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"Mortified, we hope it'll be grand": Enda speaks out on male depression

Men “tend to suffer in silence, or stubbornness”, the Taoiseach said today.

Image: Mark Stedman/Photocall Ireland

TAOISEACH ENDA KENNY has said that his fellow Irishmen tend to “suffer in silence” and find it difficult to reach out and get help for depression or suicidal thoughts.

He was speaking at the Irish Association of Suicidology (IAS) annual conference in Westport, Co Mayo. Keynote speaker Dr Paul Quinnett, CEO of the QPR Institute for Suicide Prevention in the US, noted that women were more likely to be treated for a mental health issue because they will speak to friends or family or seek professional help.

Men, however, still feel keenly a stigma “attached to both needing help and looking for it”, said the Taoiseach. Speaking of men, he said:

For us though, we tend to suffer in silence, or stubbornness. Mortified, we hope it’ll be grand, next week, or next month, or next year, when it will all go away. Only it won’t.That is why it is absolutely vital that the health service continue to work with voluntary groups so that the men in this country, many of them in physical and social isolation, can start to come in from the cold. And start to take care of their mental health.

He said that the Government was supporting suicide prevention by doubling funding for the National Office for Suicide Prevention from €4m in 2011 to almost €9m in 2014.

Kenny also highlighted the issue of depression and suicide among young people, of both genders, who he said are forced to inhabit “a world of ‘likes’, thumbs-up, followers, favourites”. He said that they were expected – and expecting – “to be impossibly thin, impossibly cool, impossibly talented, impossibly beautiful, impossibly rich and impossibly famous – at the risk of being impossibly damaged”.

  • You can read his whole speech here>

Labour senator Lorraine Higgins was also speaking on the topic in the Seanad this week, calling for a suicide prevention and awareness programme to be introduced for post-primary students. Just over 15 out of 100,000 people between the ages of 15 and 24 years take their own life in Ireland every year.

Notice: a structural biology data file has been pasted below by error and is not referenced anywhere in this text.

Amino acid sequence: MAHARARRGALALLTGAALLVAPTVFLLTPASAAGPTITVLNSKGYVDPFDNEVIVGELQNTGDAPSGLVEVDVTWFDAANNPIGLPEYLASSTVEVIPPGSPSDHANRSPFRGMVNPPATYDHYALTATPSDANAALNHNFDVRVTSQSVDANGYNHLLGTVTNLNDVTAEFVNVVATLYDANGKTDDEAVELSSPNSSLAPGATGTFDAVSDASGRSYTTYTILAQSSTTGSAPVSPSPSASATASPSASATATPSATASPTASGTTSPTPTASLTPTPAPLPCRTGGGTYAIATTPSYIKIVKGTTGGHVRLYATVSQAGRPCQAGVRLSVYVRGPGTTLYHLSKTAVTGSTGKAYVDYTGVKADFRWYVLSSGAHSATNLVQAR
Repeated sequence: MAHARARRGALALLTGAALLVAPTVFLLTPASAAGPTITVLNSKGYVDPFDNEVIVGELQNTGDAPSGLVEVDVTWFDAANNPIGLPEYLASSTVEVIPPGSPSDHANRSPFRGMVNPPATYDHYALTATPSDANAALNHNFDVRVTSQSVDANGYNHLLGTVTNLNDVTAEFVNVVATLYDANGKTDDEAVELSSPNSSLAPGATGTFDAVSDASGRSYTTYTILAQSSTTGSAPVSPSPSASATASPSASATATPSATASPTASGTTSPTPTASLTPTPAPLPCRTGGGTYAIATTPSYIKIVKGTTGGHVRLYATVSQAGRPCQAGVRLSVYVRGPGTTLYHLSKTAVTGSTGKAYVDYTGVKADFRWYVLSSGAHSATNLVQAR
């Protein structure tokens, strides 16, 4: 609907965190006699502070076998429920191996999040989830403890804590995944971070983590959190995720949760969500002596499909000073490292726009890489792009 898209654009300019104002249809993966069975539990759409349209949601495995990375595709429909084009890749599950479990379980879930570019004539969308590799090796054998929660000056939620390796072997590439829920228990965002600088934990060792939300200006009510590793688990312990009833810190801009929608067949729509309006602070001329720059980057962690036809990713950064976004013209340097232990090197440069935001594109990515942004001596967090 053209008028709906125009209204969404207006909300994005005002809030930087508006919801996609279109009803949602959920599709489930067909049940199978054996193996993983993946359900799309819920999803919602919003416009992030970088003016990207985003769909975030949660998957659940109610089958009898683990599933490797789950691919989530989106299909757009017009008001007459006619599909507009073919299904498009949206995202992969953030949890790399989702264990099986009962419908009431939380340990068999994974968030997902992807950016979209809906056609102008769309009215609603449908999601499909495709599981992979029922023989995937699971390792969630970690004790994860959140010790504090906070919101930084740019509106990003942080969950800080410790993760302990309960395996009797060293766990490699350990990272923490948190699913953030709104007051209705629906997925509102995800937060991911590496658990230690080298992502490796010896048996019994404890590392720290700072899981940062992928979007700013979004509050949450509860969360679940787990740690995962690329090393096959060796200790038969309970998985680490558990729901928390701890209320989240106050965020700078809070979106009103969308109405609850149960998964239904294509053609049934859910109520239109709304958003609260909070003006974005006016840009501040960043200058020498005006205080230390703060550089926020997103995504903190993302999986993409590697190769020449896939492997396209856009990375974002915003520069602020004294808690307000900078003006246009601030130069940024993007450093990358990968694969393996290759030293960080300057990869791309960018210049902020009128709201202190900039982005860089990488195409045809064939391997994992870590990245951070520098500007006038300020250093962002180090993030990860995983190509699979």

Education Minister Jan O’Sullivan said it would be possible for a short course of suicide awareness to be integrated into the time demands of the Junior Cert cycle, but stopped short of saying that it would be up to the Department to make it part of the curriculum. She said: “It is open to any NGO, interested stakeholders, or even a local school to develop a short course in order to fulfill the commitments of the Junior Cycle Framework.”

The HSE National Office for Suicide Prevention published its 2013 report yesterday. It found that funding local community groups and local programmes focusing on suicide was vital, as was promoting mental health across workplaces, schools, colleges, prisons and other institutions.

The National Suicide Research Foundation (NSRF) found that 11,061 cases of self-harm were recorded in hospitals around the country. That is a slight decrease of 6% on 2012, but four out of five patients with a history of five or more incidents of self-harm were repeatedly engaged in harming themselves.

Over 11,000 people ended up in hospital last year after self-harming>

Conor Cusack to talk about sport, suicide and how ‘it’s not always about winning’>

Helplines

  • Console 1800 247 247 – (suicide prevention, self-harm, bereavement)

  • Aware 1890 303 302 (depression anxiety)

  • Pieta House 01 601 0000 or email mary@pieta.ie - (suicide, self-harm, bereavement)

  • Teen-Line Ireland 1800 833 634 (for ages 13 to 19)

  • Childline 1800 66 66 66 (for under 18s)

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